Road trips in an RV are one of the best vacations you can take, and what makes them even better is that your dog can join you as you hit the wide-open roads.
Traveling with a dog can be a huge amount of fun, and can make your trip even more special, but you need to do some planning and preparation for your pooch if you are going to have a fun and safe trip for everybody, including your dog. Here are some top tips on how to travel safely with your dog in an RV.
Prepare Your Dog for the Trip
Traveling in an RV may be a new experience for your dog, so go on some small journeys around town first to help them acclimatize to RV travel. Some breeds of dogs are more comfortable traveling in vehicles than others, so do some research about your breed of dog before setting off too.
Get Your Dog a Check-Up at the Veterinarian
Before you take a dog on a road trip, it is a good idea to get them looked over by a veterinarian to make sure they are well enough to travel. Your veterinarian may also have some advice for travel specific to your pooch. This is also a good opportunity to have your dog microchipped if you haven’t already, which will help you find your dog if it goes missing while you travel.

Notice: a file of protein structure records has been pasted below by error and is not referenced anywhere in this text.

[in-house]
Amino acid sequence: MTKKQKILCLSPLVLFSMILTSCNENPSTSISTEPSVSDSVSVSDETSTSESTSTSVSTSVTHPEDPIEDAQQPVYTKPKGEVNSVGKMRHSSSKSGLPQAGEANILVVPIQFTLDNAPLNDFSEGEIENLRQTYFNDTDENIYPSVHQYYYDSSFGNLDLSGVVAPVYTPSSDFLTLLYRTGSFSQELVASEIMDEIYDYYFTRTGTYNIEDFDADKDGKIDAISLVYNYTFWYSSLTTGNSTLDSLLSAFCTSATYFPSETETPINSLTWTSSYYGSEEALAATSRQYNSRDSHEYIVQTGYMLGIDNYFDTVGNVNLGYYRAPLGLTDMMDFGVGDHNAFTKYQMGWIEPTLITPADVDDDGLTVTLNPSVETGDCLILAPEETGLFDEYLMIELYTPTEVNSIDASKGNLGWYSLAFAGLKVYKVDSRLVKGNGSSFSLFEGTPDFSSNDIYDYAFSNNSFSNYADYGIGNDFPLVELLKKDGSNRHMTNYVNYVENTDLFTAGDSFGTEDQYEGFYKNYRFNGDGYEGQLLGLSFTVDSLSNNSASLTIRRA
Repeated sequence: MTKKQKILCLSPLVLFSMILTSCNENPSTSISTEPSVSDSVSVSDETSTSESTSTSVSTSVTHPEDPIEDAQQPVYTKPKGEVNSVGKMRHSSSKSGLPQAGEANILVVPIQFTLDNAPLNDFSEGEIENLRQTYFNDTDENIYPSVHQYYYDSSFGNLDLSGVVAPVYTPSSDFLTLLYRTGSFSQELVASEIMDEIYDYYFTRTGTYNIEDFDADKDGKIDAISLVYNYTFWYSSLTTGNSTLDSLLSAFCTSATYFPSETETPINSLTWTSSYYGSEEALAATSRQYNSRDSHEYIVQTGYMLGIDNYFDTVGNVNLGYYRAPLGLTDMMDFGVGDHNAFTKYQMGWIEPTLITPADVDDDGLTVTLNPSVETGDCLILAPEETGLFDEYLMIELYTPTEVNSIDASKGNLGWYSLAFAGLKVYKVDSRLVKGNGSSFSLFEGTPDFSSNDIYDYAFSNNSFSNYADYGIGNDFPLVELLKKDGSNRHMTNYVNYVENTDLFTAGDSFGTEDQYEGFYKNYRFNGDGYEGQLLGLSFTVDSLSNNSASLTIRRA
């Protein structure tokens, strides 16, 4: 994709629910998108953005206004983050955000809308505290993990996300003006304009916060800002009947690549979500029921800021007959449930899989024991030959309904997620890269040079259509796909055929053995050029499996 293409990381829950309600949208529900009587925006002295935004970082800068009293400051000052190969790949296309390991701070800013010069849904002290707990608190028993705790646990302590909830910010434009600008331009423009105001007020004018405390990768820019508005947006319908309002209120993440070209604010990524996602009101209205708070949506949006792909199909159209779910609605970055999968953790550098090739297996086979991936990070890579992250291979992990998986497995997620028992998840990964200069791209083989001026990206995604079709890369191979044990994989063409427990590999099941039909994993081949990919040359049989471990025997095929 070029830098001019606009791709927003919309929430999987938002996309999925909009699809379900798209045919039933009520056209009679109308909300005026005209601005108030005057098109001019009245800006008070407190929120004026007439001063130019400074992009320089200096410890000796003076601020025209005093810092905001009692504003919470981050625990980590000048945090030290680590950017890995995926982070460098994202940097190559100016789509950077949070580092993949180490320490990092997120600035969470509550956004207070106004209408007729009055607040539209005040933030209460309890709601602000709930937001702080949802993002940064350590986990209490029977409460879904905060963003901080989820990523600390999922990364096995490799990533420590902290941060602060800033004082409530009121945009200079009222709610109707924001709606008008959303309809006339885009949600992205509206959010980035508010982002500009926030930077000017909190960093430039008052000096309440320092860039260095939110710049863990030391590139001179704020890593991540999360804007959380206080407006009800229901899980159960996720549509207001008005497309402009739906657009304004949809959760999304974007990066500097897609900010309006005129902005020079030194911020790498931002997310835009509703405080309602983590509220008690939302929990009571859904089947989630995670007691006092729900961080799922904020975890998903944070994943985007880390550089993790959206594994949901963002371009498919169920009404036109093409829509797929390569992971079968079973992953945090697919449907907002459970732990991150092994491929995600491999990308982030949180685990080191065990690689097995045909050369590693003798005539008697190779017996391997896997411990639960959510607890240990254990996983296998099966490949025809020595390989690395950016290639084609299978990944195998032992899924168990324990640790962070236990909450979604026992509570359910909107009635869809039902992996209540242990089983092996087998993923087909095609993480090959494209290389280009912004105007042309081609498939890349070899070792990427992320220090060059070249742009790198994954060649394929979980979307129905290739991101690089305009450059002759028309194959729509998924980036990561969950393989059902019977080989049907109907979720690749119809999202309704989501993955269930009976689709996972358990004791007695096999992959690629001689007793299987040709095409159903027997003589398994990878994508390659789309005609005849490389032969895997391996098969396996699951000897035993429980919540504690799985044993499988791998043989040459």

Prepare Your RV for Your Dog
RVs are like a house on wheels, but your dog may need some extra additions to ensure its comfort on your travels. For example, a pet temperature monitor for your RV can give you up-to-date information on the internal temperature of your recreational vehicle and help you ensure your pet is not too hot while you are away from your vehicle.
Plan Some Activities for Your Dog
You probably have a long list of things to do and places to visit while you are on your trip, but be careful not to leave your dog out. Make plans to visit places that your dog will enjoy and make sure the campsites and any RV stops you plan on staying overnight in are dog friendly. Check out this article for some great ideas on what to do with your dog when you are on the road.
Have a Plan in Case of Emergencies
Despite our best planning and preparation, things can still go wrong. Before you set off, make sure you have a plan in place in case you or your pet suffers an accident or injury, or something goes wrong. Look for reputable and accredited veterinarians along your planned route so you know where to go if your dog gets sick, and have a plan in case you suffer an illness and your dog needs someone to look after him while you recuperate.
With these tips in mind, you and your dog should have a fun and pleasurable trip in your recreational vehicle.